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Brian Calle
What North Dakota Knows that California Doesn’t « Back to Story

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Understand this: California Democrats do it on purpose. There are by now overwhelming evidence that the Democratic way of governance doesn't work, and is a disaster economically, socially, culturally and in every other way that is typically thought of as good.

At some point, you have to acknowledge that Democrats know the foregoing, and not only don't care but the objective is a beggered, criminalized community, dependent on government, and which provides for state funding of the Party through the funneling of taxpayer dollars through public unions. Democrats have used this method to destroy much of the African American community in America - the consequences of this were clearly laid out in reports authored by, among others, Daniel Patrick Moynihan. It is a formula for complete success for the Democrats - look what has been done to the black community over the last 50 years and then take note of who African Americans vote for. This methodology is being used with Latinos, with the same success.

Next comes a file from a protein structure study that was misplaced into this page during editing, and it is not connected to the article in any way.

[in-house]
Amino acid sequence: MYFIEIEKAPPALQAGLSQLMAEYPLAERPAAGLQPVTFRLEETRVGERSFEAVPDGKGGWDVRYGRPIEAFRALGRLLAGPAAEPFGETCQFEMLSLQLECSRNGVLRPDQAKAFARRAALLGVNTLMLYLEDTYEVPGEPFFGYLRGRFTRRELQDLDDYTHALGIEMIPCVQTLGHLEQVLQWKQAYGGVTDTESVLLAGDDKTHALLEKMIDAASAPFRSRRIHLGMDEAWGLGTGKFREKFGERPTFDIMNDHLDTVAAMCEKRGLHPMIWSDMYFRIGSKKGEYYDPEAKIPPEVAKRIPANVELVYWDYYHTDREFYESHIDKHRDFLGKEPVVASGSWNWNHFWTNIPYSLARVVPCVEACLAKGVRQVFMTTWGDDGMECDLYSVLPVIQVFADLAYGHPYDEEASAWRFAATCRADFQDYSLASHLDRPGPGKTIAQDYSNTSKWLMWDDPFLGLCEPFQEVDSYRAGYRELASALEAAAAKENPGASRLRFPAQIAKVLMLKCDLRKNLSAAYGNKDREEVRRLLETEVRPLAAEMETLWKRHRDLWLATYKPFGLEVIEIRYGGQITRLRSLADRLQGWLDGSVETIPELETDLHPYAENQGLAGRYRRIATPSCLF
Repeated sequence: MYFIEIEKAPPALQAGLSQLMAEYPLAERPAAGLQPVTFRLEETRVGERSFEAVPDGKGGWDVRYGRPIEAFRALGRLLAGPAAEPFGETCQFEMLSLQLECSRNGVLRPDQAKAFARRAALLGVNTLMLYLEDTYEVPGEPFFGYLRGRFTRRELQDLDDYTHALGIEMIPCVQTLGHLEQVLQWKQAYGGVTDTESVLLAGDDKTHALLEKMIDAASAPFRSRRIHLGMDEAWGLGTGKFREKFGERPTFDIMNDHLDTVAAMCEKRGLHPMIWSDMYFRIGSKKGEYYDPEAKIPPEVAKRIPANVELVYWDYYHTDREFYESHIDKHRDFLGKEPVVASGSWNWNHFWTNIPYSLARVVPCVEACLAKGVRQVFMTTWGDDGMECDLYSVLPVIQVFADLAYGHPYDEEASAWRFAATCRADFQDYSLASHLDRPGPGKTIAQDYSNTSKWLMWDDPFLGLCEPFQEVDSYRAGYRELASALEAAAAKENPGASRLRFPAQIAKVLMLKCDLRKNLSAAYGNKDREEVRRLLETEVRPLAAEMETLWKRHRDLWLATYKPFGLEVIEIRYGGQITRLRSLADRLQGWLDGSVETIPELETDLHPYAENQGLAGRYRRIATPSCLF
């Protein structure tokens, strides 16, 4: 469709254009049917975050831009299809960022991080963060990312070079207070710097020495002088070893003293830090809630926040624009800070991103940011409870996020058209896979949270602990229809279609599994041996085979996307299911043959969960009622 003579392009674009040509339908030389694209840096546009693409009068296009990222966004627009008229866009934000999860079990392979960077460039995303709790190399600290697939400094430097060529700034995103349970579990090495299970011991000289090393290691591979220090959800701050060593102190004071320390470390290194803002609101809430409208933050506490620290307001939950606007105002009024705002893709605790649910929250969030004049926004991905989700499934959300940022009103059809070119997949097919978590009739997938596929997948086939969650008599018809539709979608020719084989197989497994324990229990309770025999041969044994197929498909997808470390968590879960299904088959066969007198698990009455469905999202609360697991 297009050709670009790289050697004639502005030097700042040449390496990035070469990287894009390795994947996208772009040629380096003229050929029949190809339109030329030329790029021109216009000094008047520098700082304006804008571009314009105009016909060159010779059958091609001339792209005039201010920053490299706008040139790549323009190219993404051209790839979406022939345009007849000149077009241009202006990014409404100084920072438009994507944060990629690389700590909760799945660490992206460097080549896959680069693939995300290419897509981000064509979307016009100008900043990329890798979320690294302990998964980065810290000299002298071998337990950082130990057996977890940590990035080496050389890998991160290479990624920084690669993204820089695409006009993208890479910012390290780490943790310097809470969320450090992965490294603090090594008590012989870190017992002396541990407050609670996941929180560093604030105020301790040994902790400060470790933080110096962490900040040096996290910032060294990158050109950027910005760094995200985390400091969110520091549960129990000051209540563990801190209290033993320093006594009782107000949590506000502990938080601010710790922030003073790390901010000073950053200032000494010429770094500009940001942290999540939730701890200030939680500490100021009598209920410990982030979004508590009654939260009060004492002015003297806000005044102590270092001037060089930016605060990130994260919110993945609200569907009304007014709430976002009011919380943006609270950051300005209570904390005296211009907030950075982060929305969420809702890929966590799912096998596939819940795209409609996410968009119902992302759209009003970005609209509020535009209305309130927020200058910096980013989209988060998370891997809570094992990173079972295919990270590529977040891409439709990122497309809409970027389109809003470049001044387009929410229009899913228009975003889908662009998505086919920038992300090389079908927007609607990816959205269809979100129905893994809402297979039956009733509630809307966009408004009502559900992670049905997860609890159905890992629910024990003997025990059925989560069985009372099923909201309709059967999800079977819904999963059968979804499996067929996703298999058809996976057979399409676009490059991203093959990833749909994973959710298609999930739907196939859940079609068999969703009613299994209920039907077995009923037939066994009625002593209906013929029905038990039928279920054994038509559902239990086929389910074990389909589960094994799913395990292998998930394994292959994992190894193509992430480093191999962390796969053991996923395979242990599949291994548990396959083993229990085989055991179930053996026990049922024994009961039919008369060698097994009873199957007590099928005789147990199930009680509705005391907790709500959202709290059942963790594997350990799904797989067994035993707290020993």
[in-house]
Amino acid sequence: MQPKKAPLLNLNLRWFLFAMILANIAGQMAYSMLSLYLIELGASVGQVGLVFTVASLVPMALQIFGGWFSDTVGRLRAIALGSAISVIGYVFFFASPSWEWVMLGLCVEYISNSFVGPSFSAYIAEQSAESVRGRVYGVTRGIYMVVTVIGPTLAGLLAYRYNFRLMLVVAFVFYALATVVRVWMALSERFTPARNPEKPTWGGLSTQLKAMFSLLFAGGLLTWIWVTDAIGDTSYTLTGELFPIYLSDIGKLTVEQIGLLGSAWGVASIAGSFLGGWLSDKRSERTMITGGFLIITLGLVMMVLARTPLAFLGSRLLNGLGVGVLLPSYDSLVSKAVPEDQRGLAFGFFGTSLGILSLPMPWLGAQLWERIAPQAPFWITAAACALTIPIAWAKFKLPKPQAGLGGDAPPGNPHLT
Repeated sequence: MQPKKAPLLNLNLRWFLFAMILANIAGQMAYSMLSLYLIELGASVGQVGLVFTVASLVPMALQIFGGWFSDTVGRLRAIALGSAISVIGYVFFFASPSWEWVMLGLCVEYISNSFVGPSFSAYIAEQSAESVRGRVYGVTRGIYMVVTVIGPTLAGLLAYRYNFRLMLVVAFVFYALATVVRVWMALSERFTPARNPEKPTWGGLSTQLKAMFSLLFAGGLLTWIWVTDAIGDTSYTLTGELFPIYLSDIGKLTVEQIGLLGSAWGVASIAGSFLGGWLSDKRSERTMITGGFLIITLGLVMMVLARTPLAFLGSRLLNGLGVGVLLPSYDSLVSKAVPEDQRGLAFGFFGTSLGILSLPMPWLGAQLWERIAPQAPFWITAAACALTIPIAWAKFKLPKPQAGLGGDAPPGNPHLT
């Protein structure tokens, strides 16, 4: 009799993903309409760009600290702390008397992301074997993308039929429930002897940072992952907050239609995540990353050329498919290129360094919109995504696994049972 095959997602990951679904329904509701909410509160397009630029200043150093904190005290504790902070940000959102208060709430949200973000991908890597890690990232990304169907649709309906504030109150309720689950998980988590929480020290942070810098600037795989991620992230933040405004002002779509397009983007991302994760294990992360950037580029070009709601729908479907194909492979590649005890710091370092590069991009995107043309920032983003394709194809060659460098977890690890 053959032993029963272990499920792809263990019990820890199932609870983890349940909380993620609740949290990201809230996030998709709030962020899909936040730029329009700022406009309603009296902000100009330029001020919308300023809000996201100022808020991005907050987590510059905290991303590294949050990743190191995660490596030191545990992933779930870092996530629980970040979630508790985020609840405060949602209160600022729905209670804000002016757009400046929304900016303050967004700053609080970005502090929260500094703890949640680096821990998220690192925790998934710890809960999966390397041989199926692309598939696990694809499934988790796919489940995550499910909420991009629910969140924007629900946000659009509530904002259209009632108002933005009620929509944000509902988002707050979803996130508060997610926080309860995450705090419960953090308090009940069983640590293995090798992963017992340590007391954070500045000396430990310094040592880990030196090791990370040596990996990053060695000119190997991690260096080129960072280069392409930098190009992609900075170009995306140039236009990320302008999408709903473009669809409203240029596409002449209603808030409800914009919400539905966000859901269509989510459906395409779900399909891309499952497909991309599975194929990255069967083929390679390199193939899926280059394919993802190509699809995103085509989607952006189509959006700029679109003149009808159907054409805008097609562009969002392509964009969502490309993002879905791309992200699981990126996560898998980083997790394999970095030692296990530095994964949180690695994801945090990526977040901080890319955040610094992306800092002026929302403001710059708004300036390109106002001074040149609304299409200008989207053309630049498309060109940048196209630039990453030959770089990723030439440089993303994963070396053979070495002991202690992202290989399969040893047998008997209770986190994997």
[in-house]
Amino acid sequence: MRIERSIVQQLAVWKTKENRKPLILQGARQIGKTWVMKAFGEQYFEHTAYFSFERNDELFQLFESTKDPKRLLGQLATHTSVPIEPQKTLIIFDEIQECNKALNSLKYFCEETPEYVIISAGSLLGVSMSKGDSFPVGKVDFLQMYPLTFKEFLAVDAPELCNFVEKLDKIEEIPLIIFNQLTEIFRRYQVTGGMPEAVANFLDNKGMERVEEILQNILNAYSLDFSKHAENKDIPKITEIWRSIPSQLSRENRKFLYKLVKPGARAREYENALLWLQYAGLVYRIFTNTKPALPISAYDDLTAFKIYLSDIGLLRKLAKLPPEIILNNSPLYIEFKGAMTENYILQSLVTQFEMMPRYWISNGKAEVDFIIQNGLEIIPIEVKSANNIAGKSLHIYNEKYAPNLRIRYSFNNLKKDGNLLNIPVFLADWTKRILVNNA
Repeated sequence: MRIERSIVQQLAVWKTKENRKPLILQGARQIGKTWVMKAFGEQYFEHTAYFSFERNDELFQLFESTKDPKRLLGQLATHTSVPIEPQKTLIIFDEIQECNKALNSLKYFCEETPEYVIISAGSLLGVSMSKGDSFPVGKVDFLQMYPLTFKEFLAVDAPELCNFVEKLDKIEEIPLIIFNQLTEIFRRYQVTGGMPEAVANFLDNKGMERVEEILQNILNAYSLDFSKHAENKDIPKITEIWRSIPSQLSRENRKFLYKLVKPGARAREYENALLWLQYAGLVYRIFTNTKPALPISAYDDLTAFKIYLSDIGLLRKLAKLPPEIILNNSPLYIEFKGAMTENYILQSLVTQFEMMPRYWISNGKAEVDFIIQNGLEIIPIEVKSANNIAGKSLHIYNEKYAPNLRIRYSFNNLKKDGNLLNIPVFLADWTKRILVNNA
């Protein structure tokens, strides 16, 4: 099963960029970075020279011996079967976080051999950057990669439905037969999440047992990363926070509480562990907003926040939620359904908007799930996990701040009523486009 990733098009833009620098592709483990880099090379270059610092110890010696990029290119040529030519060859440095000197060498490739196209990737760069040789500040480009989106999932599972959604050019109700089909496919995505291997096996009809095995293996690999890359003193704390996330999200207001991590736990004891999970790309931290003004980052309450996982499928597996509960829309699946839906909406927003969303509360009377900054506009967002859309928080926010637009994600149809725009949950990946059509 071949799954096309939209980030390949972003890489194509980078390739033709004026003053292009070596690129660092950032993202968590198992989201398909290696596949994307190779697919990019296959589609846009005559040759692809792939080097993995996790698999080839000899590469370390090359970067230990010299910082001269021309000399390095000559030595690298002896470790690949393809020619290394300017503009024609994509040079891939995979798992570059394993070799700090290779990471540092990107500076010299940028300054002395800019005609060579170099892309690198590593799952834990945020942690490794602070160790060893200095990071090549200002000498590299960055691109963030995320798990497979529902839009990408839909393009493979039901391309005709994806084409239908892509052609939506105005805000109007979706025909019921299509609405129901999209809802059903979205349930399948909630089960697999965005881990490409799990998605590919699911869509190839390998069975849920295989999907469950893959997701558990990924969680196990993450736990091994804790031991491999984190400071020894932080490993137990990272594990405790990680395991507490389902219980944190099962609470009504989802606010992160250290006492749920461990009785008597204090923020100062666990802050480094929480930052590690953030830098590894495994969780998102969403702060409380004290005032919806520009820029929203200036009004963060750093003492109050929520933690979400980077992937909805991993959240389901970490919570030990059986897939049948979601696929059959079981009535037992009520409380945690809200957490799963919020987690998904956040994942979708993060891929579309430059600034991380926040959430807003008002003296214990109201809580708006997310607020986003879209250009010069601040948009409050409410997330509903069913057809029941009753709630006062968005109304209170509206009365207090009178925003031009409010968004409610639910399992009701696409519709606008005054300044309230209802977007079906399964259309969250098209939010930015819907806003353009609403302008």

So...prosperity is not on the agenda for the Democrats - they make noises about it, but their actions are carefully calculated to ensure that economic success is impossible. All of it - the whole mishpucha as we say in our community - leads to the same thing - a community mired in misery caused by economic dysfunction, crime, one child families, lack of will to be educated et als. And it leads to one important fact - nearly 100% of the vote for Democrats, and areas of the country which are essentially rules by the most corrupt organization on the planet - the Democratic Party.